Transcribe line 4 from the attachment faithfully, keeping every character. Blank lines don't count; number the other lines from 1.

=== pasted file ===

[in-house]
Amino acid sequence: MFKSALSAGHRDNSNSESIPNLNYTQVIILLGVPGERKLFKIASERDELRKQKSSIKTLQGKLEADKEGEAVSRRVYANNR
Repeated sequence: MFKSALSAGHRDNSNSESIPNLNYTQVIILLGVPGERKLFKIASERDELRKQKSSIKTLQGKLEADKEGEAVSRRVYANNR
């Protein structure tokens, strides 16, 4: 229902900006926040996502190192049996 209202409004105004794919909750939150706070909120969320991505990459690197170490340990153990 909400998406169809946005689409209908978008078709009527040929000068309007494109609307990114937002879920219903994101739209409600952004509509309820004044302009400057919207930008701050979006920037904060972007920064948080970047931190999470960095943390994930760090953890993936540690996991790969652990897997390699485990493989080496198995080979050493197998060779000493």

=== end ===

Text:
């Protein structure tokens, strides 16, 4: 229902900006926040996502190192049996 209202409004105004794919909750939150706070909120969320991505990459690197170490340990153990 909400998406169809946005689409209908978008078709009527040929000068309007494109609307990114937002879920219903994101739209409600952004509509309820004044302009400057919207930008701050979006920037904060972007920064948080970047931190999470960095943390994930760090953890993936540690996991790969652990897997390699485990493989080496198995080979050493197998060779000493």